Mid-life Without the Crisis

It really isn't the destination, but the journey. May be cliche, but it's true.

Friday, November 19, 2010

A Story for All Ages

Harry Potter is a big deal at our house.  Our daughter was 9 years old when the first book was released.  There was all kinds of buzz, both good and bad, about the book, so I read it after Carrie did to see what the hullabaloo was about.  I loved it!  We continued to enjoy the next few books as they were released.

One day, Carrie decided that since her dad was always building things and rarely picked up a book, she would read the books to him while he worked.  So she read book after book to him.  One night, she went to bed, having stopped reading at a pivotal moment, and Alan finished reading the book, having caught the bug, so to speak.

When the 6th book came out, we went to the midnight release because we simply couldn't wait.  I remember Carrie had her friend Lydia over that weekend, and the girls spent every waking moment reading it to each other.  I had to grab it when they went to sleep, and then Alan got it after I fell asleep.  We all finished it that weekend.

For the final book, we got 2 copies so there was less sharing and coordinating that had to go on.

We were also at the midnight showing of the first movie.  I think we stood in that line for hours, and there were only about 6 people in the line in front of us.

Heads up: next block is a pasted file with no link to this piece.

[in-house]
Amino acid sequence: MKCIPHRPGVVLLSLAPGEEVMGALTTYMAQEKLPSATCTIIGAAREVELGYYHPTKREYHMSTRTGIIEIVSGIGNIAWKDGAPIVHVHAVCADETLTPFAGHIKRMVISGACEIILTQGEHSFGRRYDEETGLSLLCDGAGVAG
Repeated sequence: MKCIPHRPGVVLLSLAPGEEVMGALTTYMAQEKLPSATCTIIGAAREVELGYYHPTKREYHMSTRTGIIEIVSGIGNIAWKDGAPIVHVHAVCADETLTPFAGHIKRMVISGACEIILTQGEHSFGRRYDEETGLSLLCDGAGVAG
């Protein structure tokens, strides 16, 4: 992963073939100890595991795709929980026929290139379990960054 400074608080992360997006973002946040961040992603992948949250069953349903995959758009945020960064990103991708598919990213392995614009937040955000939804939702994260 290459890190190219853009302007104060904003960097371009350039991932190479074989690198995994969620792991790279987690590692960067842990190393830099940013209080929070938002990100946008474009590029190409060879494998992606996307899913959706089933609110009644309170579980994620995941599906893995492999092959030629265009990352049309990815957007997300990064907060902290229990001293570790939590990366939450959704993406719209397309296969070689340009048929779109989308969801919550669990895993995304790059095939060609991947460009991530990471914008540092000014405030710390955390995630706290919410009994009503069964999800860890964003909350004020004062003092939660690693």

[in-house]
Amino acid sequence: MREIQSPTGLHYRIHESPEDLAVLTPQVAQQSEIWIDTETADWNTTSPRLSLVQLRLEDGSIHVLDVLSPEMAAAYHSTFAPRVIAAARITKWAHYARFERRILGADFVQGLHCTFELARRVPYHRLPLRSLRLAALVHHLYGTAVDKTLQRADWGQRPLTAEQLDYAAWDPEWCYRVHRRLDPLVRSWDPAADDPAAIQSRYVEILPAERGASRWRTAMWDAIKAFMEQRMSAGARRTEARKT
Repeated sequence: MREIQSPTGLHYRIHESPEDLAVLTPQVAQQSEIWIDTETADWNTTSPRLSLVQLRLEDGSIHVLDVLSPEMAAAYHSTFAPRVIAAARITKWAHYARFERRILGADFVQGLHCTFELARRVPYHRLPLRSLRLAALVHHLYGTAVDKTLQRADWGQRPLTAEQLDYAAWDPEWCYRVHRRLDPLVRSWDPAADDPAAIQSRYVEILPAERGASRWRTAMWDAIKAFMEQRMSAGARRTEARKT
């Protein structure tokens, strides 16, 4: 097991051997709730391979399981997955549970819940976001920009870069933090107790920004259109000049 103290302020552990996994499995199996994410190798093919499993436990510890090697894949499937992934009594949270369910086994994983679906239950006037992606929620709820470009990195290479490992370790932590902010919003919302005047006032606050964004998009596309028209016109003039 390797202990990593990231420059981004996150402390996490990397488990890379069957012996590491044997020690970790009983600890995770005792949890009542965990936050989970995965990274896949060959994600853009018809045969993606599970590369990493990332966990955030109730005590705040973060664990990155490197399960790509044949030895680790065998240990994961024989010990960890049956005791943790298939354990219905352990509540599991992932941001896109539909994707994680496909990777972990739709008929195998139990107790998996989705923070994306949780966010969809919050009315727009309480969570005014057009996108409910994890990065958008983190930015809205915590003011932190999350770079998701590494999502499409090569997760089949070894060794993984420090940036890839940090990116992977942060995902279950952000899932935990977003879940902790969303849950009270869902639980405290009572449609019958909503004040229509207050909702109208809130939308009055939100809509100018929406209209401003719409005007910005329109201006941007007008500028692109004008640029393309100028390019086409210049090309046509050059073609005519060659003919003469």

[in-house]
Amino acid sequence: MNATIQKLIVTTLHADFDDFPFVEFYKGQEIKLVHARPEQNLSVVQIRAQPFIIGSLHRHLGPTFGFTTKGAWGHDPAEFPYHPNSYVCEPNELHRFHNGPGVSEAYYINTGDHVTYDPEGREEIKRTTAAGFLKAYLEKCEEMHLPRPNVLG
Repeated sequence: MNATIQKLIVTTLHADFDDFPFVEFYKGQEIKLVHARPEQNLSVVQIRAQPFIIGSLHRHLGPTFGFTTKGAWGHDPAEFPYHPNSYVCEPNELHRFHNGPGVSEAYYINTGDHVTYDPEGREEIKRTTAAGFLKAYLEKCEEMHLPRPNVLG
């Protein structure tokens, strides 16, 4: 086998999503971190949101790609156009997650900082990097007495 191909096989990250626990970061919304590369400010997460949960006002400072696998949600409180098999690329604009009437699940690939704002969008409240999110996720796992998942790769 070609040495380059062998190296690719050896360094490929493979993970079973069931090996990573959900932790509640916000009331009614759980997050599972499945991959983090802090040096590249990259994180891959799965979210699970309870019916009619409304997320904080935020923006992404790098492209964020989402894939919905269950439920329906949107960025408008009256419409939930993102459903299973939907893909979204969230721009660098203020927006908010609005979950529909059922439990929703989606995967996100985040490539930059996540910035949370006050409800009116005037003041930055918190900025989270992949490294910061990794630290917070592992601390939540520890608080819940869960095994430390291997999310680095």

So now the first part of the 2-part finale opened this weekend.  Alan and I didn't do the midnight showing because he had his eyes dilated yesterday and wasn't up to going out, but I think we'll be at one of the late shows tonight or tomorrow.  (Stop by and say hi if you see us!)

I know the haters like to dump on the stories because they involve witchcraft (though the same people are fine with wizards in Lord of the Rings.  Go figure.), or the fact that Harry often breaks rules (and always pays the consequences).  And I know that J.K. Rowling has not written great literature here, and borrows heavily from other sources.  But what makes the stories so great, to me anyway, is the central idea about friendship.  How just because you're a blood relative of someone, that doesn't mean you are going to be like them, or even that you have TO like them.  And it's the friends you love who are your true family.  And home is where the heart is.

Those are important issues, ones that we should probably consider.

Plus it's just a lot of fun!!

In case you've somehow had your head in the sand and have missed it, here's the trailer for the newest release.  Makes you wanna go see it, doesn't it!!?

Monday, November 8, 2010

Save Some Money

Whether you're unemployed, underemployed, or just trying to save a bit for a special vacation or Christmas presents, saving money can be important.  And it turns out that there are lots of simple ways to trim your budget.  A little here, a little there, and pretty soon you're talking about real money.

Here are some of the methods my family has used to save money.
  1. Skip movie theaters.  We only see movies in the theater that are big special effects films.  Aliens, superheroes and monsters we tend to spend the big bucks on.  Romantic comedies and other genres can wait until they hit DVD or Netflix.
  2. Netflix.  For $9 a month, we can get as many DVDs by mail as we want, and we can watch tons of movies and TV shows online.  It's usually a better deal than paying extra on your cable or satellite bill for movie channels.  (I've sent all my Facebook followers a link for a first month free.  If you are not a Facebook follower or didn't get the link and want it, be sure to contact me and let me know.)